Years ago, while raising my three children and taking numerous writing courses, my reading tastes were along the lines of
The first time I set foot in "Bluestockings," I felt a rush of late 70's nostalgia. I instantly recalled the first gay bookstore I visited when I lived in Philadelphia, a clean, airy space, named "Giovanni's Room" after one of the titles of the iconic African-American gay writer, James Baldwin.
There are fewer and fewer bookstores and I fear that a decline in their numbers will mean a little less love in the world. (Even if you think you love Amazon.com, let's be honest, you're just settling for a cheap version of the real thing. Don't you deserve better?)
When Lia, a baby girl in an immigrant Hmong family in central California, started having seizures, it was clear to her American
I took a long time to get on board with the whole Kindle thing but once I did, I was all in. Yet I love my neighborhood bookstore (they serve wine!) and I try to patronize them as much as possible.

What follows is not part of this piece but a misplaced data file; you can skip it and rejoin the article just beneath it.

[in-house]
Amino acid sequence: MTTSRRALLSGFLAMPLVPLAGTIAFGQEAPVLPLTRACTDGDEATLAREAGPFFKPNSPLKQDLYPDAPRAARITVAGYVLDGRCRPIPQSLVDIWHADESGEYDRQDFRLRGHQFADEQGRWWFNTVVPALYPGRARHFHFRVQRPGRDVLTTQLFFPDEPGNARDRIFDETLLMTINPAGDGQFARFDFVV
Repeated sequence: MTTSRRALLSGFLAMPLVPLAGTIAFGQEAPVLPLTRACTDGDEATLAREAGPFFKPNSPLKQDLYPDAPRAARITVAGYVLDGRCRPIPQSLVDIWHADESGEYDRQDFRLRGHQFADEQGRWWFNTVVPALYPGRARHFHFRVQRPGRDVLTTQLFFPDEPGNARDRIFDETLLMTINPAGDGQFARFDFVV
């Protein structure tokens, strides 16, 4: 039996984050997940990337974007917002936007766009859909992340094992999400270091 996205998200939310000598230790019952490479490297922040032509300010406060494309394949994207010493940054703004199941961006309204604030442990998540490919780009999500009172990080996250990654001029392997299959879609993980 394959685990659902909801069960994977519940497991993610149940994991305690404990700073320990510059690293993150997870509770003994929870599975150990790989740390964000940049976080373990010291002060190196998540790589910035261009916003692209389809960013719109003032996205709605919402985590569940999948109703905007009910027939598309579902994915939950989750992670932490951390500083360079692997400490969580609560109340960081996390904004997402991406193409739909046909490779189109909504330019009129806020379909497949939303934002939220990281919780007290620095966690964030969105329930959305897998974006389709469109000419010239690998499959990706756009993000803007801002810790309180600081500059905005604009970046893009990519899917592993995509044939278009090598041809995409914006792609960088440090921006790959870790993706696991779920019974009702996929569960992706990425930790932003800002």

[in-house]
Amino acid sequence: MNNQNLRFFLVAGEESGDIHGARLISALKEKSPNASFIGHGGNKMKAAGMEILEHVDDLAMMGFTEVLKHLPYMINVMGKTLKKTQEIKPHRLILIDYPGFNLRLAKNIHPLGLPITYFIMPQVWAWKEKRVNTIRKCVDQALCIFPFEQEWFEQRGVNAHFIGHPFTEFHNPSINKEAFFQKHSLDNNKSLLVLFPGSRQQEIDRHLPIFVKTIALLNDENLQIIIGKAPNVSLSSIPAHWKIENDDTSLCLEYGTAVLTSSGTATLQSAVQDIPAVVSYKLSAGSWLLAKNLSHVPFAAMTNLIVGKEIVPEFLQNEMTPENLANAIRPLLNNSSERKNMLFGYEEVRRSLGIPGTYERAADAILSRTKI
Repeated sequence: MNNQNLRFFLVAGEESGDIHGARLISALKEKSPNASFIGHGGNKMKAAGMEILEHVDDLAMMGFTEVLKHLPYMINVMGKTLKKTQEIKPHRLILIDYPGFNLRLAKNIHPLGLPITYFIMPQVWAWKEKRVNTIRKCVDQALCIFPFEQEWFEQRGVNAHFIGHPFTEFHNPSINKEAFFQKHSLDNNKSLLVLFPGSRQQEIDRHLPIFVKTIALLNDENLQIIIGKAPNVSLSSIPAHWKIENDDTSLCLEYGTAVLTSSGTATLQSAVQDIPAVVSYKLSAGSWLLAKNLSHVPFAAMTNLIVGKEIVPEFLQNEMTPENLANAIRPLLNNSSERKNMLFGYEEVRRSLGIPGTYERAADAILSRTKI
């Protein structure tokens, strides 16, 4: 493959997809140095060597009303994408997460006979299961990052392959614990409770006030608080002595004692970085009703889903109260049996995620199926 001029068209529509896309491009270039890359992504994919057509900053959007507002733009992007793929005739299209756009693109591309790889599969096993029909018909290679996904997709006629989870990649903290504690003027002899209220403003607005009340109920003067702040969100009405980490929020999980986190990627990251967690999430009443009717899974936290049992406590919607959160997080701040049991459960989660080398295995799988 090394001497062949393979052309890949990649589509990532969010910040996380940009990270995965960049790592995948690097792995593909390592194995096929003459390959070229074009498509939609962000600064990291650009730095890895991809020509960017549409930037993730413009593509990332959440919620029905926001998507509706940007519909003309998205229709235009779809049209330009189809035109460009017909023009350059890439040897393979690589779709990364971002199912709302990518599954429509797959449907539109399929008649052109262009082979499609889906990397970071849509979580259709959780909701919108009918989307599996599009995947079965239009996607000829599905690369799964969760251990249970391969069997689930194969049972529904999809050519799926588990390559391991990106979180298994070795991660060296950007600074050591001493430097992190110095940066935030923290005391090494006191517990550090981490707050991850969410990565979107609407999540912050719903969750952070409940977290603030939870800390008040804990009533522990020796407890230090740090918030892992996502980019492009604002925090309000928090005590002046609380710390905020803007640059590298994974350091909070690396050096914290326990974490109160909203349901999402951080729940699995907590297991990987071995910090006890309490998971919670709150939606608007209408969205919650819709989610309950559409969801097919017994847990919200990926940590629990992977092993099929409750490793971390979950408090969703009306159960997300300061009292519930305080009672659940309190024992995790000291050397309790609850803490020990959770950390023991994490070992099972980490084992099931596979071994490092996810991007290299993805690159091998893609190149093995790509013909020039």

Then someone - we think it was former Billings mayor Chuck Tooley, who is quite the instigator - spoke the word "cooperative
Traditional bookstores offer a sanctuary to those of us searching to immerse ourselves in a new world of subjects or dive deeper into some of our favorite topics. They are local, communal areas designed to connect others to share stories and knowledge.
My brother is making an inventory list for the insurance company. He mentions that he had a $5,000 leather sofa. I remind
Lynn Rosen has viewed the book publishing business from every perspective. She has worked as an editor, literary agent, journalist, and author. I sat down with her to ask her about her latest and maybe bravest endeavor -- independent bookstore owner.
I have a love/hate relationship with Amazon. I'm not alone in this, of course. Publishers dislike Amazon for certain practices